|Add craic to your Christmas|
The Irish word craic means 'fun' and it is as mighty as ever this Christmas. Here are five ways to spend the festive season in Ireland.
Rock around the Christmas markets
There’s no better time than December for mixing mulled wine (and cocoa for the kids), mince pies, fairy lights and shopping. Ireland’s Christmas markets promise a magic atmosphere, with carol singing and general merriness.
One of the prettiest is Belfast’s Christmas Market, perfectly placed in front of a festive and perennially handsome City Hall. In Kerry, Killarney hosts an open-air affair while Waterford’s Winterval hosts a traditional Christmas market in the city.
Dublin has a floating market, no less: the Docklands 12 days of Christmas festival is moored over George’s Dock in the city centre. Come for the gifts, stay for mulled wine, hot chocolate and live music. In Galway, Eyre Square turns winter wonderland for the Galway Continental Christmas Market. Bring comfy shoes for the dancing, and an appetite for food chalets.
Meet Santa – and his reindeer
Did you know the Mourne Mountains is Santa’s official residence in Ireland? You can meet him in this secluded cottage and even see the elves working away in the workshop. In Mount Stewart, Santa (or Santy, as we sometimes call him) has kindly put together a woodland trail for excited children to burn off some energy.
What of Santa’s helpers? Dublin’s Phoenix Park is a playground of deer, and each Christmas the park offers the chance to meet some members of Bambi’s herd and hear a talk given by the park’s keepers. The spirit of Christkindl will take over Downpatrick, as St Patrick’s Square is overrun with characters from Christmas Past, Present and Future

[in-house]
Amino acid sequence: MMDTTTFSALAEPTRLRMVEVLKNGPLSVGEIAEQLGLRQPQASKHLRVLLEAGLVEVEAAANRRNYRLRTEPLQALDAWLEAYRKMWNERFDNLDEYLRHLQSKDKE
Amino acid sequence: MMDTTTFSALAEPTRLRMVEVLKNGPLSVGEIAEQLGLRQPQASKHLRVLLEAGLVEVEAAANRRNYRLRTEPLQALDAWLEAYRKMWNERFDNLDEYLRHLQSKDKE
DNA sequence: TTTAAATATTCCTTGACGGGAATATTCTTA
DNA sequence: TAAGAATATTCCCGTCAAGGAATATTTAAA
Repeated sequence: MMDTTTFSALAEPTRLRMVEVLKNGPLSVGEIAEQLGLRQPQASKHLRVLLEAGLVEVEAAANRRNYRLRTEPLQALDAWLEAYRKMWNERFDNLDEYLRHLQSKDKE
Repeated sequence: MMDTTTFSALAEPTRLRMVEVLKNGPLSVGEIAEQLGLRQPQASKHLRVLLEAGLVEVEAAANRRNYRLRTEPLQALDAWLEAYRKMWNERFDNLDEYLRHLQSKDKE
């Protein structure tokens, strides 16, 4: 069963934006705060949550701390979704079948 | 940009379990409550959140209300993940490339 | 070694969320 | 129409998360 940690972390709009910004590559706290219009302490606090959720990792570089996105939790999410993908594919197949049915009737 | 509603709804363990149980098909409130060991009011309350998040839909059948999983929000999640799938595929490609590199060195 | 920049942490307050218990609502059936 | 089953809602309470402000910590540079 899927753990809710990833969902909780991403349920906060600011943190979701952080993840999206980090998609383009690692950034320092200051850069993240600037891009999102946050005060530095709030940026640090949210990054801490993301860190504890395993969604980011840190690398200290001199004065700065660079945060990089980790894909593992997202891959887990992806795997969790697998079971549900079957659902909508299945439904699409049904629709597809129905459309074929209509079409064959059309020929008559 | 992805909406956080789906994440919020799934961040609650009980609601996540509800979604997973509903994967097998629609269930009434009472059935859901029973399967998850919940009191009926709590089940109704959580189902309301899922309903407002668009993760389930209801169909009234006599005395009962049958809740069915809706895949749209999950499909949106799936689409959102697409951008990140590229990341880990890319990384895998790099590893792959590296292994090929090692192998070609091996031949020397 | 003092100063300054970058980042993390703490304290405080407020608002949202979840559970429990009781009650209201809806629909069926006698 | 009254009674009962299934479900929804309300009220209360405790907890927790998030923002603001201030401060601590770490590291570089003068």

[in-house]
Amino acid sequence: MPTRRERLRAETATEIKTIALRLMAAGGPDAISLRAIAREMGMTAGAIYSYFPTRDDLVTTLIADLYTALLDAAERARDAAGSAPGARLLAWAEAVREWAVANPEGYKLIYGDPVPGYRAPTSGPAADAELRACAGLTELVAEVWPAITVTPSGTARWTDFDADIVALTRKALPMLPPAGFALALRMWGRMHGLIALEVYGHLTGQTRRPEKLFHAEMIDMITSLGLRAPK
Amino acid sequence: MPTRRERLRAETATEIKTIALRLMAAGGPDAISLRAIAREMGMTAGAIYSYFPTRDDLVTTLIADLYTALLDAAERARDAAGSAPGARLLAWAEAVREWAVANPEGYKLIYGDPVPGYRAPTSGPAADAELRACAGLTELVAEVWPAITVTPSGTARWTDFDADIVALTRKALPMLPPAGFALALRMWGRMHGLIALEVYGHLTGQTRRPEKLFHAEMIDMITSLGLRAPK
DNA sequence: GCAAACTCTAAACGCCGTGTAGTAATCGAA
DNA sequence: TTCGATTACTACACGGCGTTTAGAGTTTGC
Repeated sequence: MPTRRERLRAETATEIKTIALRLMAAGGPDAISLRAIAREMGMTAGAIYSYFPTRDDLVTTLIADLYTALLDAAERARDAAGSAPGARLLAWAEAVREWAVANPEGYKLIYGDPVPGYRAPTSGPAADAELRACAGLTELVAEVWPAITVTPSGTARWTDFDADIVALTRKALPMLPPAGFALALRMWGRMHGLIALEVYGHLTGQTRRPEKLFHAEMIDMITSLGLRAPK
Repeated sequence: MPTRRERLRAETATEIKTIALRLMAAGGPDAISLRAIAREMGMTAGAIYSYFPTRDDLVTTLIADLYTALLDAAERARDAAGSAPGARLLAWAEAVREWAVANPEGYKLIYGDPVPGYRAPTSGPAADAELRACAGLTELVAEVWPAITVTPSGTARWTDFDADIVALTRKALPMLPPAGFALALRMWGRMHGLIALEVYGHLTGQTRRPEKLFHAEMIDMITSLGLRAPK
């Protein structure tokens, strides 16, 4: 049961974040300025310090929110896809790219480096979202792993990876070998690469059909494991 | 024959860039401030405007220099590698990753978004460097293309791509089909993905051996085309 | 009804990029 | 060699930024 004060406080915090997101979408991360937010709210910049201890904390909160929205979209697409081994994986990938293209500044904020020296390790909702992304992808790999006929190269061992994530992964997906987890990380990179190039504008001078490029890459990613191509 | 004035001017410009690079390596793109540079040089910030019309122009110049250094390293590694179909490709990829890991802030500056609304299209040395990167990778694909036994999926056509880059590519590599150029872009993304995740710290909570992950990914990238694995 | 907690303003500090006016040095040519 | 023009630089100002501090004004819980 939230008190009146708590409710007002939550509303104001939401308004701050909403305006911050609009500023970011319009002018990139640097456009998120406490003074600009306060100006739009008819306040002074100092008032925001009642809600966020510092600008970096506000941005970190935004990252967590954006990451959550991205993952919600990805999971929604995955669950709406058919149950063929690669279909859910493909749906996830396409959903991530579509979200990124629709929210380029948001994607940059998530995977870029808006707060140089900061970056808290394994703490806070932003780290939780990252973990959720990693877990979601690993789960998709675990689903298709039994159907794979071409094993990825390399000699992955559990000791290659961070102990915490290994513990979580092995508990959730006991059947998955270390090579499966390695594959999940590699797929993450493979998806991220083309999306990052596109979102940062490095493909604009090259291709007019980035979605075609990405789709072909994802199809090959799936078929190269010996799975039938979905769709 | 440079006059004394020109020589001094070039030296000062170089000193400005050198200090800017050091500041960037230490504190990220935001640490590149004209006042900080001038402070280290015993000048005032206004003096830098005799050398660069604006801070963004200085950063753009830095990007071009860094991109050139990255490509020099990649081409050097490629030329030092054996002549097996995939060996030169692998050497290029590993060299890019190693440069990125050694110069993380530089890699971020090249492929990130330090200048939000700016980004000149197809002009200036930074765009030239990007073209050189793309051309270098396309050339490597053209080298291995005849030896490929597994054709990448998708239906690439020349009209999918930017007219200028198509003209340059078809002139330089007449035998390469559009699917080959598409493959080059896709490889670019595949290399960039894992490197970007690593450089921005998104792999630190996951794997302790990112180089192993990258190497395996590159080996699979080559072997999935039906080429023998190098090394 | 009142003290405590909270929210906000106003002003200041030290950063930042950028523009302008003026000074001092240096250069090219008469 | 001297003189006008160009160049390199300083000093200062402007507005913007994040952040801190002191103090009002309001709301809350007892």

Try something traditionally Irish
There are some things that Ireland just does REALLY well at Christmas. Families in Dublin make sure to get a peek at the Christmas windows of Dublin’s prestigious Brown Thomas department store.
On the evening of Christmas Eve, the pub is pretty much the centre of small villages, towns and even cities, and is usually bursting with reuniting friends and families wrapping hands around hot whiskeys and cosying up beside the fire. It’s off the charts for Christmas spirit.
The 26th is known as Stephen’s Day in the Republic (Boxing Day in the north), and it’s traditionally the time to get outside. If it’s not a lengthy walk, people are jumping into the Atlantic or the Irish Sea for a shivering but refreshing swim (also a big tradition on Christmas Day).
In Dingle, it’s the time of year for the Wren Boys who mark the day as Day of the Wren (Lá an Dreoilín). Expect live music, straw costumes and a sense of a tradition defying the hands of time.
So what are you waiting for? Find out more and have a very craic-y Christmas....
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